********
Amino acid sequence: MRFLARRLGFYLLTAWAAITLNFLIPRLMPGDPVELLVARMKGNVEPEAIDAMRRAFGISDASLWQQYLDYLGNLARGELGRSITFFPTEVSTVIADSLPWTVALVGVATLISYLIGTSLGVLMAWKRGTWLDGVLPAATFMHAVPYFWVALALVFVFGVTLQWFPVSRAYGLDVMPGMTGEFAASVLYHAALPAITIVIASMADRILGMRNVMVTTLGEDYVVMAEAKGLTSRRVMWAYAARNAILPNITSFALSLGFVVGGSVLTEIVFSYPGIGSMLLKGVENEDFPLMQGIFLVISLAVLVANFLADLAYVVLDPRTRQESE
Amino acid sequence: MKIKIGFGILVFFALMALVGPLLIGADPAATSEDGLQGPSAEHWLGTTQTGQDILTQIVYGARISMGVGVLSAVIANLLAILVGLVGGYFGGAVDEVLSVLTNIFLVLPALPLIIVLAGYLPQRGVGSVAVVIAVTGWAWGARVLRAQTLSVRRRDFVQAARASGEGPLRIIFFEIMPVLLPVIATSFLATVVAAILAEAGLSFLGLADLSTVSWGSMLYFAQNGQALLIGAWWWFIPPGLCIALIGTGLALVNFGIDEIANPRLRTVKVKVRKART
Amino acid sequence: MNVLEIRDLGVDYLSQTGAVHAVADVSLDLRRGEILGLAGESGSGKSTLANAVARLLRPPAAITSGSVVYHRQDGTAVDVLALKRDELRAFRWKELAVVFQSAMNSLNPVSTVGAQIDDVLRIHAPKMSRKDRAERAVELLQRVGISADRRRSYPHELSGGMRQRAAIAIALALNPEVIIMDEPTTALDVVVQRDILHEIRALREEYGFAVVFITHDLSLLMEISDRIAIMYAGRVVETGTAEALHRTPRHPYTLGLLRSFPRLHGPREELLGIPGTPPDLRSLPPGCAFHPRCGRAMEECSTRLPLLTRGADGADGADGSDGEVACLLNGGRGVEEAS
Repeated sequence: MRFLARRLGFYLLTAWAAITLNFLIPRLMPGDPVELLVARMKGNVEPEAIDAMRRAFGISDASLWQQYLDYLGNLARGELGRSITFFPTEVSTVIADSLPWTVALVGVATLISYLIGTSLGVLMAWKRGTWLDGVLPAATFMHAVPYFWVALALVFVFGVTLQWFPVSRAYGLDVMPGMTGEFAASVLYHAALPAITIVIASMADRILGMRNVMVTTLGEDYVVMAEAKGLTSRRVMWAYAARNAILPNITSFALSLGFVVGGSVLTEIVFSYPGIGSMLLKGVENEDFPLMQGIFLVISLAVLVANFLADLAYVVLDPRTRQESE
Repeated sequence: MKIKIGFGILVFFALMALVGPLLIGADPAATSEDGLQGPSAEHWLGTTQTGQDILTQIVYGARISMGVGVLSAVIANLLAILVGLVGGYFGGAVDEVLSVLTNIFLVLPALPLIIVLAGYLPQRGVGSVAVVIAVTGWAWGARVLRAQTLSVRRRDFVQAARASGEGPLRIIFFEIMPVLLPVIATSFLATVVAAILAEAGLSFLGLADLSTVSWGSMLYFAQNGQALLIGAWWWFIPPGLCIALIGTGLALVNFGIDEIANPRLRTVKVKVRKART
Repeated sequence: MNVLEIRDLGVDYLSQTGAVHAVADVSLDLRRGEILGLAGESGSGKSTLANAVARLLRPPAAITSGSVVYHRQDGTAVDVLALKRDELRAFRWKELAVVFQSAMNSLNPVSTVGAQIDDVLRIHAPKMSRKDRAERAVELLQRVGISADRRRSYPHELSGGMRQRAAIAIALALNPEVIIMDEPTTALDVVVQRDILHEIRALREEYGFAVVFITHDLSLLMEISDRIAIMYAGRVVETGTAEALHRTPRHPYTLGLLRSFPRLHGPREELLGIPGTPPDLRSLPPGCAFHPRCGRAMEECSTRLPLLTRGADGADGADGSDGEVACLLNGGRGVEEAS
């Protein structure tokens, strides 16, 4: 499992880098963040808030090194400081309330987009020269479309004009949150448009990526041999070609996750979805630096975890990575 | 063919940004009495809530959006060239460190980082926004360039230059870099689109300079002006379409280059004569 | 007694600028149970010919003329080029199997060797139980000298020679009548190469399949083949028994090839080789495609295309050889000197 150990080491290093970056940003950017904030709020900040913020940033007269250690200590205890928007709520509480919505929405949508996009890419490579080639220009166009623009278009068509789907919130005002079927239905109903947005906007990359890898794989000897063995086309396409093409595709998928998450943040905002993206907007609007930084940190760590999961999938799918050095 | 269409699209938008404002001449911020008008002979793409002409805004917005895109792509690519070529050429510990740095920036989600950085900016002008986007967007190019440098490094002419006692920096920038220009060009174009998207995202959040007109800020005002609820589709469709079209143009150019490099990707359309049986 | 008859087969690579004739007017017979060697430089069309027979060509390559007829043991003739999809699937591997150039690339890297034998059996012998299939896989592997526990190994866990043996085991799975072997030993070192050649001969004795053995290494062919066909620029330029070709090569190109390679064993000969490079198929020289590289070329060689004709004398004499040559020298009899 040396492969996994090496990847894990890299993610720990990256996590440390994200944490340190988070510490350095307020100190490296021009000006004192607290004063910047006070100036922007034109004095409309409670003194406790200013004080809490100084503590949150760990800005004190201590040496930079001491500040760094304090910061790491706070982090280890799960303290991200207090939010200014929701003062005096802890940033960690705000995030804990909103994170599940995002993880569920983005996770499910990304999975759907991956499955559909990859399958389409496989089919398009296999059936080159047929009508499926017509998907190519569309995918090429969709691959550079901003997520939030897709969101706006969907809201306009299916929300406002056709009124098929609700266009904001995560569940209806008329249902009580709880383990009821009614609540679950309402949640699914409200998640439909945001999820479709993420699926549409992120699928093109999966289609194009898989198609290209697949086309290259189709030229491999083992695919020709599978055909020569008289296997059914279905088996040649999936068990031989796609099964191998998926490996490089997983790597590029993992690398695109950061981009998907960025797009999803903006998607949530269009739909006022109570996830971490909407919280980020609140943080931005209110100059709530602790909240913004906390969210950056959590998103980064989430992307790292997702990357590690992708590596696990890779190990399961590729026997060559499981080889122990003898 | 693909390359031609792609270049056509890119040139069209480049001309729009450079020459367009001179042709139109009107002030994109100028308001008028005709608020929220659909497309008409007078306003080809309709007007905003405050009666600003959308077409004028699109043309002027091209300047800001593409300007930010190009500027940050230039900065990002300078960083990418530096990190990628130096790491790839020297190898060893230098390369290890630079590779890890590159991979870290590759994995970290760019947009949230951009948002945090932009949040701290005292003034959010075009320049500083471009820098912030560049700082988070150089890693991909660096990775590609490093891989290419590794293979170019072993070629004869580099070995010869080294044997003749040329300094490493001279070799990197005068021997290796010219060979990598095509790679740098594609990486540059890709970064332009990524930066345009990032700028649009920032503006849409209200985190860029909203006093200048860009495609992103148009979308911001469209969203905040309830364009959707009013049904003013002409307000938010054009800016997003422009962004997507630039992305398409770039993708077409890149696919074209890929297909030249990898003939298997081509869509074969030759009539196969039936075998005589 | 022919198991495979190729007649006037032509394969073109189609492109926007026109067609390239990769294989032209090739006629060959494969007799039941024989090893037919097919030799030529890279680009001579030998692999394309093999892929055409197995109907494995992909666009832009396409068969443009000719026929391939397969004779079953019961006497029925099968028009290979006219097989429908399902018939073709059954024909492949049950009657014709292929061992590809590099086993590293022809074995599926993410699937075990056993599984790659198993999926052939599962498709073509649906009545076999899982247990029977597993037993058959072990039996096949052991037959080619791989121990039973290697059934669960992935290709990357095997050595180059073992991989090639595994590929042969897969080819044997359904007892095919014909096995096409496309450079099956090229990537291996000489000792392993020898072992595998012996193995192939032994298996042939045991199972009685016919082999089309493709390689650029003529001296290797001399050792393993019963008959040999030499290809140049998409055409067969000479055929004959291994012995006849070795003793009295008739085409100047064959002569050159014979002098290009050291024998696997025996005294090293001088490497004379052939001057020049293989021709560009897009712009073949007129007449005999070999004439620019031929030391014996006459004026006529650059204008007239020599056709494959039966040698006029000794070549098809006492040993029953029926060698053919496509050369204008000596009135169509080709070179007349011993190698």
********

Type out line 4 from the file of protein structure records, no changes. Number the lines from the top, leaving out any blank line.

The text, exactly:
Repeated sequence: MRFLARRLGFYLLTAWAAITLNFLIPRLMPGDPVELLVARMKGNVEPEAIDAMRRAFGISDASLWQQYLDYLGNLARGELGRSITFFPTEVSTVIADSLPWTVALVGVATLISYLIGTSLGVLMAWKRGTWLDGVLPAATFMHAVPYFWVALALVFVFGVTLQWFPVSRAYGLDVMPGMTGEFAASVLYHAALPAITIVIASMADRILGMRNVMVTTLGEDYVVMAEAKGLTSRRVMWAYAARNAILPNITSFALSLGFVVGGSVLTEIVFSYPGIGSMLLKGVENEDFPLMQGIFLVISLAVLVANFLADLAYVVLDPRTRQESE